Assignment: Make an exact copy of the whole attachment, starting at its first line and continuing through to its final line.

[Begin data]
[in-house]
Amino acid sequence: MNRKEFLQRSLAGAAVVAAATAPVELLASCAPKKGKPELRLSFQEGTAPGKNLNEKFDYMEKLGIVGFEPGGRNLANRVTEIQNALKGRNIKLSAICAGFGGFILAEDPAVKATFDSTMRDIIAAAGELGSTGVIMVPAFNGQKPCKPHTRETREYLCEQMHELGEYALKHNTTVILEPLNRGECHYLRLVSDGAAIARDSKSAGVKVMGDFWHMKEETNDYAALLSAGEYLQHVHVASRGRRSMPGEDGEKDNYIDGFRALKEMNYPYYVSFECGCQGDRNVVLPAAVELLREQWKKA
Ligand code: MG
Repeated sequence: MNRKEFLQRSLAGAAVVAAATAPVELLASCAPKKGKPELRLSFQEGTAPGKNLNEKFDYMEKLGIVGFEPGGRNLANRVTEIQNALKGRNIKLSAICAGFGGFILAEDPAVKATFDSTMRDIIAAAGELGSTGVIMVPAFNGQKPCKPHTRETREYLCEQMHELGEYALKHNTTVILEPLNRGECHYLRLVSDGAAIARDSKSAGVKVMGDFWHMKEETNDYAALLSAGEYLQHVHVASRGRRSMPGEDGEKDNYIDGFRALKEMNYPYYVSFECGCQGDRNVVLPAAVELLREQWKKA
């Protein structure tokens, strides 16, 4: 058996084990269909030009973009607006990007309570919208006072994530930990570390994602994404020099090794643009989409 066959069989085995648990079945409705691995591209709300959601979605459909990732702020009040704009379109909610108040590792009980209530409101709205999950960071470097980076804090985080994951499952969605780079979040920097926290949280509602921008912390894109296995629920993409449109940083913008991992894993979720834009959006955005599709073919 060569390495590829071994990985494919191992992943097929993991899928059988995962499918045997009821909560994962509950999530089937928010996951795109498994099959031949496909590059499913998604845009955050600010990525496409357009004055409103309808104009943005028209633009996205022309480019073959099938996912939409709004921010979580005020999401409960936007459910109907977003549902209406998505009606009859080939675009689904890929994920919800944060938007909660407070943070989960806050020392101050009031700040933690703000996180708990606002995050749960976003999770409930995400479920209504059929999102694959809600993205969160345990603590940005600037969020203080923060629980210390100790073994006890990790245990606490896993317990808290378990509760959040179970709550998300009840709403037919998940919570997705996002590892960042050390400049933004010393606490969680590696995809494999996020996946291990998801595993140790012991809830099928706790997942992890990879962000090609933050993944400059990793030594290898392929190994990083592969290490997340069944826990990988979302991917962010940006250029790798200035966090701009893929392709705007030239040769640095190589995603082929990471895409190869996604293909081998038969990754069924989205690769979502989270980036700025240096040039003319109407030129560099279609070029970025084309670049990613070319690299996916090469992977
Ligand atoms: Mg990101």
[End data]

[in-house]
Amino acid sequence: MNRKEFLQRSLAGAAVVAAATAPVELLASCAPKKGKPELRLSFQEGTAPGKNLNEKFDYMEKLGIVGFEPGGRNLANRVTEIQNALKGRNIKLSAICAGFGGFILAEDPAVKATFDSTMRDIIAAAGELGSTGVIMVPAFNGQKPCKPHTRETREYLCEQMHELGEYALKHNTTVILEPLNRGECHYLRLVSDGAAIARDSKSAGVKVMGDFWHMKEETNDYAALLSAGEYLQHVHVASRGRRSMPGEDGEKDNYIDGFRALKEMNYPYYVSFECGCQGDRNVVLPAAVELLREQWKKA
Ligand code: MG
Repeated sequence: MNRKEFLQRSLAGAAVVAAATAPVELLASCAPKKGKPELRLSFQEGTAPGKNLNEKFDYMEKLGIVGFEPGGRNLANRVTEIQNALKGRNIKLSAICAGFGGFILAEDPAVKATFDSTMRDIIAAAGELGSTGVIMVPAFNGQKPCKPHTRETREYLCEQMHELGEYALKHNTTVILEPLNRGECHYLRLVSDGAAIARDSKSAGVKVMGDFWHMKEETNDYAALLSAGEYLQHVHVASRGRRSMPGEDGEKDNYIDGFRALKEMNYPYYVSFECGCQGDRNVVLPAAVELLREQWKKA
């Protein structure tokens, strides 16, 4: 058996084990269909030009973009607006990007309570919208006072994530930990570390994602994404020099090794643009989409 066959069989085995648990079945409705691995591209709300959601979605459909990732702020009040704009379109909610108040590792009980209530409101709205999950960071470097980076804090985080994951499952969605780079979040920097926290949280509602921008912390894109296995629920993409449109940083913008991992894993979720834009959006955005599709073919 060569390495590829071994990985494919191992992943097929993991899928059988995962499918045997009821909560994962509950999530089937928010996951795109498994099959031949496909590059499913998604845009955050600010990525496409357009004055409103309808104009943005028209633009996205022309480019073959099938996912939409709004921010979580005020999401409960936007459910109907977003549902209406998505009606009859080939675009689904890929994920919800944060938007909660407070943070989960806050020392101050009031700040933690703000996180708990606002995050749960976003999770409930995400479920209504059929999102694959809600993205969160345990603590940005600037969020203080923060629980210390100790073994006890990790245990606490896993317990808290378990509760959040179970709550998300009840709403037919998940919570997705996002590892960042050390400049933004010393606490969680590696995809494999996020996946291990998801595993140790012991809830099928706790997942992890990879962000090609933050993944400059990793030594290898392929190994990083592969290490997340069944826990990988979302991917962010940006250029790798200035966090701009893929392709705007030239040769640095190589995603082929990471895409190869996604293909081998038969990754069924989205690769979502989270980036700025240096040039003319109407030129560099279609070029970025084309670049990613070319690299996916090469992977
Ligand atoms: Mg990101």